Alexander Chance as Tolomeo really mined the vein of comedy with which Conway surrounded the character. This Tolomeo was a bit of a dick, yet had an entirely different self-image, to great comic effect. Perhaps Chance overdid the comedy, but in a long opera (three hours including one interval part way through Act Two), this was understandable. Chance managed to bring a nice sulky tone to Tolomeo’s music as well as relishing the Act One by by-play with his sister (the suggestion of incest even strong than usual here), whilst in Act Three he was sulkily cruel to her. I thought that Chance did not quite, yet, have the gift of being able to put sufficient steel in his tone when needed, but this was a fine debut performance.
Carolyn Dobbin made a strong and uncompromising Cornelia, at times the strength coming over as almost an Italian mamma. There was nothing weak-willed or weepy about this Cornelia and Dobbin started as she meant to go on, with fine, strong tone. It was a terrific performance, and a well sung one. Whilst Cornelia doesn’t really have any of the works showpiece arias, you enjoyed Dobbin’s contributions for their fine theatricality and musicality. It was a coherent and well-rounded account of the role, full of character.
As Sesto, Margo Arsane was all youthful excitement and anxiety. Faced with such a tiger mother, all this young man could do was cower, and Arsane’s Sesto seemed to be constantly shying away or steeling himself to act. Musically, Arsane was very fine indeed, and made Sesto’s arias finely flexible and fluid, creating a real sense of contrast with the other medium voices. It is worth bearing in mind that there is only one soprano in the cast, so each singer needs to find their own distinctive tone and approach. Perhaps Arsane was a bit too eager in projecting Sesto’s anxiety and youthful apprehensions, but when done with such great musicality and style, you could not help but love her.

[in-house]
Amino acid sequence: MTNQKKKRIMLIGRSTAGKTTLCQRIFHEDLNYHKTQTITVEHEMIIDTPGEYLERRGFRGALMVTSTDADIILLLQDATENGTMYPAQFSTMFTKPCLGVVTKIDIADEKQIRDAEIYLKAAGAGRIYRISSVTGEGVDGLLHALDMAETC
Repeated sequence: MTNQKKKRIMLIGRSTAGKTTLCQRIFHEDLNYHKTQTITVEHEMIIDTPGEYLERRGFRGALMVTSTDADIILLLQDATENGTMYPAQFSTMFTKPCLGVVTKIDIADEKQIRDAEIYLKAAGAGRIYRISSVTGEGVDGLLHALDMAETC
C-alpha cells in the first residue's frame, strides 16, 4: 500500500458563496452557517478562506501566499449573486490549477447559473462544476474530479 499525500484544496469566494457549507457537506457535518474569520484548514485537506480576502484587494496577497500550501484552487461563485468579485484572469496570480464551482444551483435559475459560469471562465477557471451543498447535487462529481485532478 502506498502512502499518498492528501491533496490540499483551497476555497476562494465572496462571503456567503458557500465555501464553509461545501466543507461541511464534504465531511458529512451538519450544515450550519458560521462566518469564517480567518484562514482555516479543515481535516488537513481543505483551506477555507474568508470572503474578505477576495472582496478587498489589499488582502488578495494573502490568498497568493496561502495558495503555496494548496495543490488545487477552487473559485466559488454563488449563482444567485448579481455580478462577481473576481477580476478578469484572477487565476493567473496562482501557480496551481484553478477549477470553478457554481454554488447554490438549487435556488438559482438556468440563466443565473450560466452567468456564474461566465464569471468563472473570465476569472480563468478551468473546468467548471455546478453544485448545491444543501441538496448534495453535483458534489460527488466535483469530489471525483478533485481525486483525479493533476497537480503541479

The smaller roles were well taken. Edward Hawkins returned as a rough-hewn Achilla, singing his two arias with aplomb, and giving the character due complexity. There is something naively trusting about the man, he actually believes Tolomeo, and Hawkins managed to make this believable. Kieron-Connor Valentine made a wonderfully oily Nireno, here Cleopatra’s oily confessor completely with a wonderful wig, whilst Edward Jowle made a nicely upright Curio.
Sergey Rybin is perhaps better known to people as a pianist with some fine recordings of Russian music, but here he showed himself entirely in sympathy with Handel. Speeds were on the fast side, but the singers didn’t seem to complain, and all managed the high-speed passagework well. And this meant that Rybin was able to keep the opera flowing, yet it never felt rushed, there was always time for things. And in a score full of riches, he allowed his instrumentalists to shine.
The beauty of ETO’s approach in this production is that we get the choruses in Acts One and Two, whilst never needing an extra vocal ensemble on stage. Instead, at each venue a local choir provides the chorus and here the Hackney Empire Community Choir sang with engaging character and great aplomb.
This was the third time I have seen this production, and it never pales. James Conway has now retired from English Touring Opera, but I do hope that he has not retired from directing Handel.
Handel: Giulio Cesare
Cesare – Francis Gush, Cleopatra – Susanna Hurrell, Tolomeo – Alexander Chance, Cornelia – Carolyn Dobbin, Sesto – Margo Arsane, Achilla – Edward Hawkins, Nireno – Kieron-Connor Valentine, Curio –Edward Jowle; Director – James Conway, Conductor – Sergey Rybin, Designer – Cordelia Chisholm,
Hackney Empire Community Chorus, The Old Street Band.
English Touring Opera, Hackney Empire, London; Saturday 25th February 2023.
ABOVE: Cast of ETO Giulio Cesare (c) Richard Hubert Smith